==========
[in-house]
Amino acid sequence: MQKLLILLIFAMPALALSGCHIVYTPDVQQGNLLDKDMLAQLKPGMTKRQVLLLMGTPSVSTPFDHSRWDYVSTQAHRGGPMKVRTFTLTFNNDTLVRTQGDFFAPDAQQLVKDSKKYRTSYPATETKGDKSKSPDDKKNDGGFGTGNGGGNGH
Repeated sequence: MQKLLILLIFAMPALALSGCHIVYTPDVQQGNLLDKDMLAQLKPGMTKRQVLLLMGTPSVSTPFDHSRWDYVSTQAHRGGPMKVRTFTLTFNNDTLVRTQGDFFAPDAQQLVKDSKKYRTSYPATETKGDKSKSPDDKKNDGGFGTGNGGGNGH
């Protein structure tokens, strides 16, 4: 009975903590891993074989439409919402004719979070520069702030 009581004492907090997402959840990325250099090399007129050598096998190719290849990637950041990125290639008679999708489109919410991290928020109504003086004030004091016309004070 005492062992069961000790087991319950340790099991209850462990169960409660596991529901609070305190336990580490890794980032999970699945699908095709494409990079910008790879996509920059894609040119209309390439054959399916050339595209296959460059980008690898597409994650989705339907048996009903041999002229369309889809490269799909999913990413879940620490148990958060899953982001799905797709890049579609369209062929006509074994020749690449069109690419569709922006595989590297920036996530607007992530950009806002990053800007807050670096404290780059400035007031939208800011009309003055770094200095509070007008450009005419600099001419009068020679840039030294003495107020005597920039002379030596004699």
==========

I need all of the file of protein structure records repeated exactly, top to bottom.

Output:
[in-house]
Amino acid sequence: MQKLLILLIFAMPALALSGCHIVYTPDVQQGNLLDKDMLAQLKPGMTKRQVLLLMGTPSVSTPFDHSRWDYVSTQAHRGGPMKVRTFTLTFNNDTLVRTQGDFFAPDAQQLVKDSKKYRTSYPATETKGDKSKSPDDKKNDGGFGTGNGGGNGH
Repeated sequence: MQKLLILLIFAMPALALSGCHIVYTPDVQQGNLLDKDMLAQLKPGMTKRQVLLLMGTPSVSTPFDHSRWDYVSTQAHRGGPMKVRTFTLTFNNDTLVRTQGDFFAPDAQQLVKDSKKYRTSYPATETKGDKSKSPDDKKNDGGFGTGNGGGNGH
């Protein structure tokens, strides 16, 4: 009975903590891993074989439409919402004719979070520069702030 009581004492907090997402959840990325250099090399007129050598096998190719290849990637950041990125290639008679999708489109919410991290928020109504003086004030004091016309004070 005492062992069961000790087991319950340790099991209850462990169960409660596991529901609070305190336990580490890794980032999970699945699908095709494409990079910008790879996509920059894609040119209309390439054959399916050339595209296959460059980008690898597409994650989705339907048996009903041999002229369309889809490269799909999913990413879940620490148990958060899953982001799905797709890049579609369209062929006509074994020749690449069109690419569709922006595989590297920036996530607007992530950009806002990053800007807050670096404290780059400035007031939208800011009309003055770094200095509070007008450009005419600099001419009068020679840039030294003495107020005597920039002379030596004699």